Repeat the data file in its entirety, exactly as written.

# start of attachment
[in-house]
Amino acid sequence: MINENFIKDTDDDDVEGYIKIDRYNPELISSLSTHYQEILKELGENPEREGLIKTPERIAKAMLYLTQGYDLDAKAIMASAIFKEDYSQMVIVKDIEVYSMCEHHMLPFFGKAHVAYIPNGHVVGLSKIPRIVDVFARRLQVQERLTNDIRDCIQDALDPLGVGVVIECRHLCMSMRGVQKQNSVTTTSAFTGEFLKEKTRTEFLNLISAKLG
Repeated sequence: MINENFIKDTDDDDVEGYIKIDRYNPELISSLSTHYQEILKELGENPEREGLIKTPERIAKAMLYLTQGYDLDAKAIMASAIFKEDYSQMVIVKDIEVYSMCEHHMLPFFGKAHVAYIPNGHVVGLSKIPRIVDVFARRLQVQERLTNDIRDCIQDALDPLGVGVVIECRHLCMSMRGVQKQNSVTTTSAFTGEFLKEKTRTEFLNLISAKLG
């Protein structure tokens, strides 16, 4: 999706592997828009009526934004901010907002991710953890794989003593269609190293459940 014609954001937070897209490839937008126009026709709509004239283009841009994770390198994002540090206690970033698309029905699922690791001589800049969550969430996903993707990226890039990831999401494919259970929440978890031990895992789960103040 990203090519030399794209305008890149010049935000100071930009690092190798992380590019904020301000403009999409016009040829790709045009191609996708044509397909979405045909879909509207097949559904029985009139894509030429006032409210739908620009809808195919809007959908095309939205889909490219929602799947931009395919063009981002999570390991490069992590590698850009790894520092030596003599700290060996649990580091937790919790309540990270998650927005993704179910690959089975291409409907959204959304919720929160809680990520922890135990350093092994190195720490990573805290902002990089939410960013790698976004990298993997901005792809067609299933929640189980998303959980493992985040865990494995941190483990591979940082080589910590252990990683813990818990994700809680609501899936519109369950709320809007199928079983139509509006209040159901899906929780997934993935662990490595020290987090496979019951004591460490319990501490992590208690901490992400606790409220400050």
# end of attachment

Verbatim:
[in-house]
Amino acid sequence: MINENFIKDTDDDDVEGYIKIDRYNPELISSLSTHYQEILKELGENPEREGLIKTPERIAKAMLYLTQGYDLDAKAIMASAIFKEDYSQMVIVKDIEVYSMCEHHMLPFFGKAHVAYIPNGHVVGLSKIPRIVDVFARRLQVQERLTNDIRDCIQDALDPLGVGVVIECRHLCMSMRGVQKQNSVTTTSAFTGEFLKEKTRTEFLNLISAKLG
Repeated sequence: MINENFIKDTDDDDVEGYIKIDRYNPELISSLSTHYQEILKELGENPEREGLIKTPERIAKAMLYLTQGYDLDAKAIMASAIFKEDYSQMVIVKDIEVYSMCEHHMLPFFGKAHVAYIPNGHVVGLSKIPRIVDVFARRLQVQERLTNDIRDCIQDALDPLGVGVVIECRHLCMSMRGVQKQNSVTTTSAFTGEFLKEKTRTEFLNLISAKLG
């Protein structure tokens, strides 16, 4: 999706592997828009009526934004901010907002991710953890794989003593269609190293459940 014609954001937070897209490839937008126009026709709509004239283009841009994770390198994002540090206690970033698309029905699922690791001589800049969550969430996903993707990226890039990831999401494919259970929440978890031990895992789960103040 990203090519030399794209305008890149010049935000100071930009690092190798992380590019904020301000403009999409016009040829790709045009191609996708044509397909979405045909879909509207097949559904029985009139894509030429006032409210739908620009809808195919809007959908095309939205889909490219929602799947931009395919063009981002999570390991490069992590590698850009790894520092030596003599700290060996649990580091937790919790309540990270998650927005993704179910690959089975291409409907959204959304919720929160809680990520922890135990350093092994190195720490990573805290902002990089939410960013790698976004990298993997901005792809067609299933929640189980998303959980493992985040865990494995941190483990591979940082080589910590252990990683813990818990994700809680609501899936519109369950709320809007199928079983139509509006209040159901899906929780997934993935662990490595020290987090496979019951004591460490319990501490992590208690901490992400606790409220400050």